Four B-1B Lancer bombers and nearly 200 airmen returned to Dyess Air Force Base, Texas, Monday after spending more than a month flying missions out of RAF Fairford in England.

The Lancers, which are equipped to carry only conventional munitions, deployed as part of a routine bomber task force rotation through Europe. Bombers head overseas on short-notice tours as a display of power while training with American allies in the region.

The 9th Expeditionary Bomb Squadron partnered with other American forces from around the globe on rapid-response missions, known as agile combat employment. They are building a “cohesive team, postured and ready, to respond to adversary aggression,” Gen. Jeff Harrigian, the head of U.S. air operations in Europe and Africa, said in a release.

Dyess aircrews departed Europe as a tense situation between Russia, Belarus, Ukraine and Poland is unfolding, prompting new European Union sanctions on Belarus and warnings from NATO.

Russia is amassing an “unusual concentration of troops” at the Ukrainian border, similar to Moscow’s 2014 invasion of Crimea, NATO Secretary-General Jens Stoltenberg warned Monday. Belarus and Russia have also held joint paratrooper drills as thousands of migrants seeking a better life look to cross the border from Belarus into Poland.

Recent news reports have detailed fears that Russia is planning another invasion of Ukraine while using the migrant crisis as a distraction.

Against that geopolitical backdrop, the expeditionary squadron conducted counter-maritime training in the Black Sea region, and collaborated with Norwegian Air Force F-35 Lightning II fighter jets and joint terminal attack controllers over the Arctic.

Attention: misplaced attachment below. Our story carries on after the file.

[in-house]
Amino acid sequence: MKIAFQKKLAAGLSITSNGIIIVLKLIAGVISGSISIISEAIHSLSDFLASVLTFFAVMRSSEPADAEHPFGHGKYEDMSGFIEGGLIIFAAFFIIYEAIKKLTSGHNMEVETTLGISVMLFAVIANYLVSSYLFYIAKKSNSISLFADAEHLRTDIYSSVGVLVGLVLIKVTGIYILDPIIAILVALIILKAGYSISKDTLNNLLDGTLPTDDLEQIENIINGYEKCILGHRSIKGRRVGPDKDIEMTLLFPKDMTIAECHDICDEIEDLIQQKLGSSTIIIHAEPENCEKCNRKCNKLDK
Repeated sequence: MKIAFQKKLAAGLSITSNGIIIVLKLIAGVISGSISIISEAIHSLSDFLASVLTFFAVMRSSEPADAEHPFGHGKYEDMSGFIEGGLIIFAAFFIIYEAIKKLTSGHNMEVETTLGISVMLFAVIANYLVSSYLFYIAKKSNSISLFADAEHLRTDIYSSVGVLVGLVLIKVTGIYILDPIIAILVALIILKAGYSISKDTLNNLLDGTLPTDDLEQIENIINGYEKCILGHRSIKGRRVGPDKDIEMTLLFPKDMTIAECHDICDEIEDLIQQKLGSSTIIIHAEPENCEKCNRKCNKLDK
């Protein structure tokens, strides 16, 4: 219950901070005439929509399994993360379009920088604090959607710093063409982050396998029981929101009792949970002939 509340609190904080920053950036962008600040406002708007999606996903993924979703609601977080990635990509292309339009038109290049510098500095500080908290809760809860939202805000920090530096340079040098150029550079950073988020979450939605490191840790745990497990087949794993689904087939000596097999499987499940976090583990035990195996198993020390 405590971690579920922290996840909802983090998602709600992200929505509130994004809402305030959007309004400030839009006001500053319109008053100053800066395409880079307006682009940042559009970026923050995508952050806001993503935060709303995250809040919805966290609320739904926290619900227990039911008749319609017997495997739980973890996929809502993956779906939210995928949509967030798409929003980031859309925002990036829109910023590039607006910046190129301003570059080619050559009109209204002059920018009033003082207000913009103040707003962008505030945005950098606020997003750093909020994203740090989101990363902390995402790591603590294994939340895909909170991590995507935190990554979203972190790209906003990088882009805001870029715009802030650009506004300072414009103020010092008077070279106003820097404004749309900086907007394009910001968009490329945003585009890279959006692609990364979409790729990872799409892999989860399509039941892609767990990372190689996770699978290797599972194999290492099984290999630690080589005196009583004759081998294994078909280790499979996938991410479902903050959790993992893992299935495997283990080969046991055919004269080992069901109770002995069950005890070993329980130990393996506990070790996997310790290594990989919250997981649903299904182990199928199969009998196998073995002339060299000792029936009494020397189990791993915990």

“Bomber Task Force Europe deployments consist of staging bomber aircraft and supporting personnel in an unfamiliar operating location to enhance the training and readiness necessary to respond to any potential crisis or challenge across the globe,” the 7th Bomb Wing said.

The B-1 can carry the largest payload of guided and unguided nonnuclear weapons of any airframe in the Air Force inventory. Airmen assembled 500-pound GBU-38 and GBU-54 bombs, which offer more advanced guidance than the GBU-38, and 2,000-pound GBU-31 bombs during the deployment.

At one point, the squadron tested out a new universal adaptor, dubbed “VIPER,” that allows U.S. aircraft to gas up at any host nation’s fuel trucks.

Dyess aircrews also worked with the 800th Cyber Protection Team at Fairford, marking the first time a cyber defense team was assigned to keep a bomber task force safe in the digital realm.

The cyber specialists configured a system that collected information on the digital traffic inside software on the B-1, hunted down threats that could jeopardize the bomber’s systems and fixed vulnerabilities that could let in unwanted actors.

Forty-five B-1Bs are still in use at Dyess and Ellsworth AFB, South Dakota. The nearly four-decade-old fleet is being phased out to make way for the more advanced, dual-nuclear and conventional B-21 Raider bomber now in production at Northrop Grumman.

Rachel Cohen is the editor of Air Force Times. She joined the publication as its senior reporter in March 2021. Her work has appeared in the Washington Post, the Frederick News-Post (Md.), Air and Space Forces Magazine, Inside Defense, Inside Health Policy and elsewhere.

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